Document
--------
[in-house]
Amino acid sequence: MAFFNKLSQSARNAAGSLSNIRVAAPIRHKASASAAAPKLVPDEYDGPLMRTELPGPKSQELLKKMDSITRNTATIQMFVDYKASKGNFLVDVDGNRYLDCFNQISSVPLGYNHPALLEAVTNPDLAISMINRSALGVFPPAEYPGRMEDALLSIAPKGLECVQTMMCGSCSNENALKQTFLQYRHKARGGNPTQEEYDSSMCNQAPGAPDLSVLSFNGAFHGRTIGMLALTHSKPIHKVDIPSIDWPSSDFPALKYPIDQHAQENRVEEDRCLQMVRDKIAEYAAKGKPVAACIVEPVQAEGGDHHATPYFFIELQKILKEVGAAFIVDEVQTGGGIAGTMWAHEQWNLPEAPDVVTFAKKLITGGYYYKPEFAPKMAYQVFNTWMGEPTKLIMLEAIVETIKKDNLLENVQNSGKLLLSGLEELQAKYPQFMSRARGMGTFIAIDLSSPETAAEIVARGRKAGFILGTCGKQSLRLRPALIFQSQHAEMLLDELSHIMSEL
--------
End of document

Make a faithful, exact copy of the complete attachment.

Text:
[in-house]
Amino acid sequence: MAFFNKLSQSARNAAGSLSNIRVAAPIRHKASASAAAPKLVPDEYDGPLMRTELPGPKSQELLKKMDSITRNTATIQMFVDYKASKGNFLVDVDGNRYLDCFNQISSVPLGYNHPALLEAVTNPDLAISMINRSALGVFPPAEYPGRMEDALLSIAPKGLECVQTMMCGSCSNENALKQTFLQYRHKARGGNPTQEEYDSSMCNQAPGAPDLSVLSFNGAFHGRTIGMLALTHSKPIHKVDIPSIDWPSSDFPALKYPIDQHAQENRVEEDRCLQMVRDKIAEYAAKGKPVAACIVEPVQAEGGDHHATPYFFIELQKILKEVGAAFIVDEVQTGGGIAGTMWAHEQWNLPEAPDVVTFAKKLITGGYYYKPEFAPKMAYQVFNTWMGEPTKLIMLEAIVETIKKDNLLENVQNSGKLLLSGLEELQAKYPQFMSRARGMGTFIAIDLSSPETAAEIVARGRKAGFILGTCGKQSLRLRPALIFQSQHAEMLLDELSHIMSEL